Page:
Born John Patrick Goggan in Louisville, Kentucky, he attended Harvard and Columbia Universities before starting his writing career in radio as a script writer for NBC. His first play, Hell Freezes Over (1935), Joshua Logan's first directorial assignment on Broadway, was a gloomy tale of seven survivors of a dirigible crash in the South Pole who meet their fates through gangrene, suicide, exposure and murder. The curtain fell as the last survivor waited to die of starvation. It ran for 25 performances and prompted the critic George Jean Nathan to suggest that the author be "tossed into the Hollywood ashcan".
Patrick did go to Hollywood, where he co-wrote 24 scripts in two and a half years - most of them "B" movies for 20th Century Fox including vehicles for Jane Withers (The Holy Terror, 1937), Dolores Del Rio (International Settlement, 1938), the Dionne Quintuplets (Five of a Kind, 1939) and Peter Lorre (Mr Moto Takes a Chance, 1939). Convinced that he had now learnt his craft, he moved to Boston and wrote two more plays, one of which, The Willow and I, had a brief Broadway run in 1942. In the same year he joined the American Field Service, serving as an ambulance driver with the British in North Africa, Syria, India and Burma.
He wrote The Hasty Heart in 12 days while en route to the United States from Burma, and when produced on Broadway in 1946 it brought him his first success. Set in a military hospital camp, its tale of a fiercely proud and independent Scot who discovers he is dying and finally is able to make friends with other inmates was told with compassion, humour and sensitivity. The film version (scripted by Ronald MacDougal) was made in England in 1949, starred Ronald Reagan and Patricia Neal and brought fame to Richard Todd as the testy Scot.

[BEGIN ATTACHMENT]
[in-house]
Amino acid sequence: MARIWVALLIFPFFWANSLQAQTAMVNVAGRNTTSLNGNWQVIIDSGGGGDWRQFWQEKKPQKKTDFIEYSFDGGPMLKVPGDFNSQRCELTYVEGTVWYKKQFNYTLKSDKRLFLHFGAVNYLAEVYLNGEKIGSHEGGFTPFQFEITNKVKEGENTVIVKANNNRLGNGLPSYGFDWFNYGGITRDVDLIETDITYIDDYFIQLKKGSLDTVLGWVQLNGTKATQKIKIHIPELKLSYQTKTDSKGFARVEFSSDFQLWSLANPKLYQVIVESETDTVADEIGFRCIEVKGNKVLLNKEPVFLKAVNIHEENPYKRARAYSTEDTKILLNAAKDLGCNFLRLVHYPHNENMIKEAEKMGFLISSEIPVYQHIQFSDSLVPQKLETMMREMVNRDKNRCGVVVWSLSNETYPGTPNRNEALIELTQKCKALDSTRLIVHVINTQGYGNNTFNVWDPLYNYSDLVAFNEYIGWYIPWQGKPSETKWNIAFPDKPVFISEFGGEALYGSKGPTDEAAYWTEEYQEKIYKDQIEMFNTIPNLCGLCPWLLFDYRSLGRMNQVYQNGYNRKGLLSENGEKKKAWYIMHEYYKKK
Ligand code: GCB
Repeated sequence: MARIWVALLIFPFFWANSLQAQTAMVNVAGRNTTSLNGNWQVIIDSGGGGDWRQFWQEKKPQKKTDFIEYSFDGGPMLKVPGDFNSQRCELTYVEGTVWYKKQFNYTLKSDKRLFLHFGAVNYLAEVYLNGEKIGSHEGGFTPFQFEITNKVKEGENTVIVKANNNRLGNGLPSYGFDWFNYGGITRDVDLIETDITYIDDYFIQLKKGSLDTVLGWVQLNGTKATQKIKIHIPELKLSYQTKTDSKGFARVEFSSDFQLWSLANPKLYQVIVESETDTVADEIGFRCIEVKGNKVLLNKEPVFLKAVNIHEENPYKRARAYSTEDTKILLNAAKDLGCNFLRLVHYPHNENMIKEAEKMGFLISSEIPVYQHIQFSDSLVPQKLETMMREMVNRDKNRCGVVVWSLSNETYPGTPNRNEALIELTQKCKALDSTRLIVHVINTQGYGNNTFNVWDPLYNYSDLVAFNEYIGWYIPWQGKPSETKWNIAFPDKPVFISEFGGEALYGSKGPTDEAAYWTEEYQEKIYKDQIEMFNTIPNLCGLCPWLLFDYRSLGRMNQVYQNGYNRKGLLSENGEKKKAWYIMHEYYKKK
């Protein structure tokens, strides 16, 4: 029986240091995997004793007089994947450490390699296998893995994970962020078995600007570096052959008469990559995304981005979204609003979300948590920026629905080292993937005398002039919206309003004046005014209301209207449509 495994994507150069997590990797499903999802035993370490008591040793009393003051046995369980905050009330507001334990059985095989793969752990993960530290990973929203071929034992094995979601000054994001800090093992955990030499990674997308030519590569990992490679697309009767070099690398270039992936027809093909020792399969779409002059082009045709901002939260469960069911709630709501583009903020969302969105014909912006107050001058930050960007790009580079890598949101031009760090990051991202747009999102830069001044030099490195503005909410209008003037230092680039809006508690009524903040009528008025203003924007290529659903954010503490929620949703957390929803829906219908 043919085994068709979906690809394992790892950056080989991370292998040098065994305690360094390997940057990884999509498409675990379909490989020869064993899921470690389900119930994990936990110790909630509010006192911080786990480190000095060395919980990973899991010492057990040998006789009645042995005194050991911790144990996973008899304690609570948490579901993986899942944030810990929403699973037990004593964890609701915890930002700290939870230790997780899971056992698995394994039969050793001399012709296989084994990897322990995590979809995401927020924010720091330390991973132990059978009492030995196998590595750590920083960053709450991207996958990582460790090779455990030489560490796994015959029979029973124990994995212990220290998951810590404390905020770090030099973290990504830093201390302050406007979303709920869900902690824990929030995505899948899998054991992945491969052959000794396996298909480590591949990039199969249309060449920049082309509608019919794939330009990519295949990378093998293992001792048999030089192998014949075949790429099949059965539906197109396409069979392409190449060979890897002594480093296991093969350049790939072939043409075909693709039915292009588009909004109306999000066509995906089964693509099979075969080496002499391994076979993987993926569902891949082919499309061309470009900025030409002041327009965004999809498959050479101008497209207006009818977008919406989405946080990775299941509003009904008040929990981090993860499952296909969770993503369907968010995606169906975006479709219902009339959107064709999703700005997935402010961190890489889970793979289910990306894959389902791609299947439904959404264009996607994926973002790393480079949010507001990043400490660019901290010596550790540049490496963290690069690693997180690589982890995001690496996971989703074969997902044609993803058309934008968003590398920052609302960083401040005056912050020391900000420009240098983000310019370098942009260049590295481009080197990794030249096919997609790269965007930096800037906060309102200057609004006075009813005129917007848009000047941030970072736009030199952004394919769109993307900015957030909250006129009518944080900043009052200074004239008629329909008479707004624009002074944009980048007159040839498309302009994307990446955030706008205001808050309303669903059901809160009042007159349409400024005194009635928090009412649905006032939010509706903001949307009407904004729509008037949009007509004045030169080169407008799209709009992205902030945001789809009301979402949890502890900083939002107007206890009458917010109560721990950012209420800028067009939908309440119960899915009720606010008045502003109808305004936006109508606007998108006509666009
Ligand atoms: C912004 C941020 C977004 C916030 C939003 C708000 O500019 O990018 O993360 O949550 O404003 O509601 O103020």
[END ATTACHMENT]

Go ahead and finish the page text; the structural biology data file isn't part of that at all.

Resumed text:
Patrick himself was already getting a reputation for his temperament. With the profits from The Hasty Heart he bought a farm in Suffern, New York, and installed every modern convenience. When he applied to the local authorities for an extra power line to be supplied, their interminable unfulfilled promises to comply so angered him that he armed himself with a chainsaw and threatened to cut down an elm tree on the president of the power company's lawn. Such anger extended to rehearsals of his work, where Patrick referred to his outbursts as "anger that I have to generate and use as a whip to drive myself".
His next two plays, one of which starred Dorothy Gish (The Story of Mary Seurat, 1947), were flops, but in 1953 came the biggest success of his career. The actor-producer Maurice Evans had long owned the rights to Vern Sneider's novel The Teahouse of the August Moon, which amusingly told of the relationship between the occupying American military.in Japan and the outwardly unsophisticated people of Okinawa, with the "simple" islanders ultimately proving that they know more about how to live well than the figures of authority.
Evans himself planned to play the central character of the wily interpreter Sakini and, on the basis of Patrick's handling of the military background in The Hasty Heart, asked him to do the stage adaptation. The two men were soon battling over the show's conception, however, and when Evans insisted that a major character omitted from the adaptation be reinstated, communication between the two of them broke down and a co-producer, George Schaefer, was brought in as a means of liaison. (Evans later partly blamed himself, "I obviously lacked finesse in winning my point - it is one thing to have a conviction, but quite another to convey it to a sensitive writer.") Since public feuding between himself and the playwright would endanger possible backing, Evans forsook his ambition to play Sakini, and David Wayne was cast in the part of the lovable rogue who is constantly confiding with the "lovely ladies, kind gentlemen" of the audience, with John Forsythe as the American captain.